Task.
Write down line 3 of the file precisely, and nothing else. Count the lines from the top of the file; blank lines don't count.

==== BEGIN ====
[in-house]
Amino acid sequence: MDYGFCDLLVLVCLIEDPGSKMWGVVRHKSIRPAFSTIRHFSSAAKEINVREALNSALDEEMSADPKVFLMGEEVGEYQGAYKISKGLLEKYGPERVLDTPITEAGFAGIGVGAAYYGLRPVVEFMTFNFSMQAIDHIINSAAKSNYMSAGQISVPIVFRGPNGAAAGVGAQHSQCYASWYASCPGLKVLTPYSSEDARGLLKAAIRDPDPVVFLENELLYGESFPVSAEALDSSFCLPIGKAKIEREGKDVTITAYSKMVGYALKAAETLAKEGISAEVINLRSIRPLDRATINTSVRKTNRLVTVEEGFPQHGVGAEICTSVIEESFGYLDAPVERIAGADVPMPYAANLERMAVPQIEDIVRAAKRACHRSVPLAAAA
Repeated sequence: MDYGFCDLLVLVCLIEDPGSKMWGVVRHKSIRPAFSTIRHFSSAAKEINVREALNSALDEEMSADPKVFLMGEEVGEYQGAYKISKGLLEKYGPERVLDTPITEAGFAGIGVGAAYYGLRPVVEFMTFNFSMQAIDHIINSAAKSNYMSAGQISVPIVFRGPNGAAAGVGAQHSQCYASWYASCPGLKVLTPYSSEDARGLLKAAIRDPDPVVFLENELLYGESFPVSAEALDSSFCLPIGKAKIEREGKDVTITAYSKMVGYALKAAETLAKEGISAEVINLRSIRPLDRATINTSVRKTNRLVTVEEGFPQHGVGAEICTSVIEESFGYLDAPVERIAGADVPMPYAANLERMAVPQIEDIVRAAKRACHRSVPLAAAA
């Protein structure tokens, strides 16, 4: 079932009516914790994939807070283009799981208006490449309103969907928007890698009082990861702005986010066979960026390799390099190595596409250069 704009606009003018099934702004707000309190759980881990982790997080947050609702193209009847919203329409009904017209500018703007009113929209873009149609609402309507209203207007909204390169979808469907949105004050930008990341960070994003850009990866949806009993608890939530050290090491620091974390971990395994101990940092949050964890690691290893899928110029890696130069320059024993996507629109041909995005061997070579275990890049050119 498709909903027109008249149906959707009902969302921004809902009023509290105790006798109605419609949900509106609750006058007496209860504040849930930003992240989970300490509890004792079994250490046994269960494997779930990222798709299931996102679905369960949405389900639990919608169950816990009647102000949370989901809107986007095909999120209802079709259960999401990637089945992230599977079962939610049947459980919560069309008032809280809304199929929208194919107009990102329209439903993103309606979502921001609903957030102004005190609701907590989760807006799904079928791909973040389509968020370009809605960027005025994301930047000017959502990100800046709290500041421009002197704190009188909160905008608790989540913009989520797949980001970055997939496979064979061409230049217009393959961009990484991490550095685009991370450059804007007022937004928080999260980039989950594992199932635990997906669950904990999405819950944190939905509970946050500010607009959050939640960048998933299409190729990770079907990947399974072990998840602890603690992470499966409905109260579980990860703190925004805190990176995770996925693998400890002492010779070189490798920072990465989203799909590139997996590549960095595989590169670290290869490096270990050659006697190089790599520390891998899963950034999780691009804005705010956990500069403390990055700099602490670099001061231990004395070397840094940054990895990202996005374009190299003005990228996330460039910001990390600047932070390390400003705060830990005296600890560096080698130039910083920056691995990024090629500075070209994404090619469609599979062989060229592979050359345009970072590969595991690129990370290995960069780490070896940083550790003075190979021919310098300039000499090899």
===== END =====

Repeated sequence: MDYGFCDLLVLVCLIEDPGSKMWGVVRHKSIRPAFSTIRHFSSAAKEINVREALNSALDEEMSADPKVFLMGEEVGEYQGAYKISKGLLEKYGPERVLDTPITEAGFAGIGVGAAYYGLRPVVEFMTFNFSMQAIDHIINSAAKSNYMSAGQISVPIVFRGPNGAAAGVGAQHSQCYASWYASCPGLKVLTPYSSEDARGLLKAAIRDPDPVVFLENELLYGESFPVSAEALDSSFCLPIGKAKIEREGKDVTITAYSKMVGYALKAAETLAKEGISAEVINLRSIRPLDRATINTSVRKTNRLVTVEEGFPQHGVGAEICTSVIEESFGYLDAPVERIAGADVPMPYAANLERMAVPQIEDIVRAAKRACHRSVPLAAAA